Most people think that Tokyo is a bustling metropolis, but it is also, a few hours away, off the Izu Peninsula, a collection of volcanic islands.
The 9 exotic islands of Tokyo, Izu Islands are a must for onsen lovers, sushi fans and nature enthusiasts who are looking for the ultimate Japan adventure.
With well-established ferry routes to and between the different Tokyo’s islands, the volcanic chain is ideal for island hopping.
Not all but our favorites and contact us for a custom journey.
The Kuroshio or Kuro-Shivo, a warm sea current similar to the Gulf Stream that runs along the coast, offers favorable conditions for diving all year round.
It is one of the best areas to target for encounters with sea turtles and for the past few years, humpback whales have been observed gathering around the island.
Hachijo-Fuji, the island’s iconic volcano, rewards hikers with sublime panoramic views of the open ocean and the surrounding volcanic landscape. Beneath the mountain peaks, enchanting tree fern forests, hidden waterfalls and the island’s many hot springs are just a few of the natural wonders that await you.
A pebble lying in the middle of the ocean very popular with divers for its many dolphins.
This small island is only 20 km2 and has less than 400 inhabitants, but between April and November, the most famous vacationers are the dolphins that inhabit the surrounding waters.
Anyone who ever dream about swimming with dolphins once in a lifetime, Mikurajima Island is where you can make your dream come true.
The island is also very rich in nature with a volcanic mountain, old-growth forest and wildlife. The beautiful unruined nature of Mikurajima Island is preserved and some areas are prohibited to enter without guide.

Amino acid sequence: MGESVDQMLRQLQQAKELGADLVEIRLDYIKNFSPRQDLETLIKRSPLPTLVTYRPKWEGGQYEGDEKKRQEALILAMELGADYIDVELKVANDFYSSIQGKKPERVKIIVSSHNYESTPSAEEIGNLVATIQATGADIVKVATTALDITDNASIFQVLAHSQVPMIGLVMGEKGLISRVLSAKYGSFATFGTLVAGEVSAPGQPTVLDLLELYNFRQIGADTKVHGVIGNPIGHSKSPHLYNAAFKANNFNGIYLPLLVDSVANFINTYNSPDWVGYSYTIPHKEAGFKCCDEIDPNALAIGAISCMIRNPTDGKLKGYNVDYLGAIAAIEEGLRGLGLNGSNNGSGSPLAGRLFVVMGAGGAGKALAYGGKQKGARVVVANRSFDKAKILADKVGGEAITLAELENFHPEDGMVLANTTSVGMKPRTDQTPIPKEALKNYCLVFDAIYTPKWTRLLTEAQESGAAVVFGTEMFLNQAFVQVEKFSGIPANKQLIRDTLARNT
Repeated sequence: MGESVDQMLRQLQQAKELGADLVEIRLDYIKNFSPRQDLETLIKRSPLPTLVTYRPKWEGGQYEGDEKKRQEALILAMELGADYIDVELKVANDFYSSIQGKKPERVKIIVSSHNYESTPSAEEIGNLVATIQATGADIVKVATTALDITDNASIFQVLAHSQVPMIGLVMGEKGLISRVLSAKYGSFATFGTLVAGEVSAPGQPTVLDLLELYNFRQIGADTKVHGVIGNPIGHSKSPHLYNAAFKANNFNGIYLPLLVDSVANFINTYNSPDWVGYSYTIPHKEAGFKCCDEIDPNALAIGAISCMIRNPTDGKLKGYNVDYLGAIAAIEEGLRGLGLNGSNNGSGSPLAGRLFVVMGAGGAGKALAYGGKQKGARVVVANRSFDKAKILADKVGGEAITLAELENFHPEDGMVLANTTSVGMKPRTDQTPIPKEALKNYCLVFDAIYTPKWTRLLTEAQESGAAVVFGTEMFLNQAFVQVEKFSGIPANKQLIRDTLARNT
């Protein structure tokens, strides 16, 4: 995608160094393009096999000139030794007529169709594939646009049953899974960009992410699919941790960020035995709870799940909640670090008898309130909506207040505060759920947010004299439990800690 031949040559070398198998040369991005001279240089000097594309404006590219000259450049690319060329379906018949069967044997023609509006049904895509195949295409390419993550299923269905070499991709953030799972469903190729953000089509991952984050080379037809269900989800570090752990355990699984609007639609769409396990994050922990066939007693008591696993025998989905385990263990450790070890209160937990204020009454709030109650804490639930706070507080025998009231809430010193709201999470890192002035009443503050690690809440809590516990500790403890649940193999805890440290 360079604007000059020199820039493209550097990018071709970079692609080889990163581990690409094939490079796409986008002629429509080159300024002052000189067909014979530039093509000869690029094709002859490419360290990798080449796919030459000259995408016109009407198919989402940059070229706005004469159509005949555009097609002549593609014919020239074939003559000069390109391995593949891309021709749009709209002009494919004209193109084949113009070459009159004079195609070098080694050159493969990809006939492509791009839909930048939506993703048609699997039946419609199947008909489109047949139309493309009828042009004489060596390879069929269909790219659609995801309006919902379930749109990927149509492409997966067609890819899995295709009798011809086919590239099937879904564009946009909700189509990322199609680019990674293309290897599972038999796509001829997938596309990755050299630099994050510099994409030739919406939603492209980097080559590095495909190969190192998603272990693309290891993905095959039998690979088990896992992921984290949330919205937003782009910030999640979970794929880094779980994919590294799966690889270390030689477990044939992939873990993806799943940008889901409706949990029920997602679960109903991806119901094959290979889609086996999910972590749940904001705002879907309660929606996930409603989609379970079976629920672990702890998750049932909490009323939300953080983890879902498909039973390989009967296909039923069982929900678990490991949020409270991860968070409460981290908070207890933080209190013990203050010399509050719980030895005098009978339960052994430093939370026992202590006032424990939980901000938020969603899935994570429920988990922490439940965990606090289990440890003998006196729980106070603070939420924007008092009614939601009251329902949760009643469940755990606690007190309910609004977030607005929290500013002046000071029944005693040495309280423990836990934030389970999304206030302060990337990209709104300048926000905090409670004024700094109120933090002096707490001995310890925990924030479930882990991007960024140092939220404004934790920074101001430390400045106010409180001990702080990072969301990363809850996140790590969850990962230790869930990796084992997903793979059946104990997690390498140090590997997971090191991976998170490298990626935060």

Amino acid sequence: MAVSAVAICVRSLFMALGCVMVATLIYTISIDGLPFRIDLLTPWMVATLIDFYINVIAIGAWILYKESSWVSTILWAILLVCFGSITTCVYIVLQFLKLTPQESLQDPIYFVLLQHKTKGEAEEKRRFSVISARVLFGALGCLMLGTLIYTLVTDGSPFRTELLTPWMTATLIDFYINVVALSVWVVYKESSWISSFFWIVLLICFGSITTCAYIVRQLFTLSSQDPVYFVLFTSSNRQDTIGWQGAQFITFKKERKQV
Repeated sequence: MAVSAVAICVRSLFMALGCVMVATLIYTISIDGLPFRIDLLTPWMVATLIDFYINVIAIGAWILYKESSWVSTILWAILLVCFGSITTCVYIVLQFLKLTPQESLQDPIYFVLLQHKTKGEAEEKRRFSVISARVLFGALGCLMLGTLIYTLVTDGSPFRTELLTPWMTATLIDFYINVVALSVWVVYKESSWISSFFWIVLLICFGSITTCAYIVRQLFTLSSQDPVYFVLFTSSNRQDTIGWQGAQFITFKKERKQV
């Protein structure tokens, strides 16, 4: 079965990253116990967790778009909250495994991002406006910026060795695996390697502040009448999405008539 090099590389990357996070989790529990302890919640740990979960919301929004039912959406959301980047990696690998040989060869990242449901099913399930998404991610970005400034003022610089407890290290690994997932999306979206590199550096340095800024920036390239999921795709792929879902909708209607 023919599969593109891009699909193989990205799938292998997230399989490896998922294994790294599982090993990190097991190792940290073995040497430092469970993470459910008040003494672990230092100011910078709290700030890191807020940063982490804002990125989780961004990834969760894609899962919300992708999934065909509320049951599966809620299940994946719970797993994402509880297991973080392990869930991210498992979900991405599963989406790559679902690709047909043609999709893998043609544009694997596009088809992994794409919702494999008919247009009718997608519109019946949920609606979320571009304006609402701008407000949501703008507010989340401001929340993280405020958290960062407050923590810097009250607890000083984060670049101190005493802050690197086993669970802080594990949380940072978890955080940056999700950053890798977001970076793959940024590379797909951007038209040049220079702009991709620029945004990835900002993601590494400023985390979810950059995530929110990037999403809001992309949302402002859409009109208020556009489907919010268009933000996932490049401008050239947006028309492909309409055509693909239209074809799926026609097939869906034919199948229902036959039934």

Visits also includes the Inane Sanctuary, the magnificent Miyogaike Pond, the fascinating ancient forest of Tanteiro and the Kurosaki Takao Observatory.
The island offers a remarkable variety of geo-spots in a small and concentrated area.
The island has a large active volcano called Mount Oyama, which has erupted several times in recent years. The last eruption was in 2000, which resulted in the evacuation of its entire population until 2005.
Today many tourists visit Miyakejima for fishing and diving, trekking, cycling and bouldering.
For diving, Miyakejima, affected by the Kuroshio, is a crowded area of table corals. The unique scenery of the volcanic island also spreads out in the water, and you can observe coral colonies, tropical fishes, large migratory fishes, and sea turtles.
Miyakejima Island is also famous as a bird watching island where you can see lot of them, including wild birds, sea birds, and the Izu island thrush, which is designated as a natural treasure.